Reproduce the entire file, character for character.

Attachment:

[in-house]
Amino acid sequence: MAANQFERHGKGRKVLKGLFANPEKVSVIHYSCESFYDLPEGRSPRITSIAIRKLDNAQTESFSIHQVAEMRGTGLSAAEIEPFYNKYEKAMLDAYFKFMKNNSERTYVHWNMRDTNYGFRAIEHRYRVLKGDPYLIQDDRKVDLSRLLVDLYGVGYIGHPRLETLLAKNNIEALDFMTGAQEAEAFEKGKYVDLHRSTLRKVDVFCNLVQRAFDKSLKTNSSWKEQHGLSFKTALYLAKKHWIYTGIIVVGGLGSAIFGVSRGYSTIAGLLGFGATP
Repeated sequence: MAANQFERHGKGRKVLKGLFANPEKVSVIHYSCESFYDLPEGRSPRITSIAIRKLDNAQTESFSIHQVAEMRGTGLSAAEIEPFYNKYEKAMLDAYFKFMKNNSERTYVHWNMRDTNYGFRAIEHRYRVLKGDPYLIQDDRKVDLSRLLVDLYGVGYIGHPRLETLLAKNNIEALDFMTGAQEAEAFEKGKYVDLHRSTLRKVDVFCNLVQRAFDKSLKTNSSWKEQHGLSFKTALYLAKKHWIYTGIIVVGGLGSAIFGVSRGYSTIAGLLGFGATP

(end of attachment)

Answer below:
[in-house]
Amino acid sequence: MAANQFERHGKGRKVLKGLFANPEKVSVIHYSCESFYDLPEGRSPRITSIAIRKLDNAQTESFSIHQVAEMRGTGLSAAEIEPFYNKYEKAMLDAYFKFMKNNSERTYVHWNMRDTNYGFRAIEHRYRVLKGDPYLIQDDRKVDLSRLLVDLYGVGYIGHPRLETLLAKNNIEALDFMTGAQEAEAFEKGKYVDLHRSTLRKVDVFCNLVQRAFDKSLKTNSSWKEQHGLSFKTALYLAKKHWIYTGIIVVGGLGSAIFGVSRGYSTIAGLLGFGATP
Repeated sequence: MAANQFERHGKGRKVLKGLFANPEKVSVIHYSCESFYDLPEGRSPRITSIAIRKLDNAQTESFSIHQVAEMRGTGLSAAEIEPFYNKYEKAMLDAYFKFMKNNSERTYVHWNMRDTNYGFRAIEHRYRVLKGDPYLIQDDRKVDLSRLLVDLYGVGYIGHPRLETLLAKNNIEALDFMTGAQEAEAFEKGKYVDLHRSTLRKVDVFCNLVQRAFDKSLKTNSSWKEQHGLSFKTALYLAKKHWIYTGIIVVGGLGSAIFGVSRGYSTIAGLLGFGATP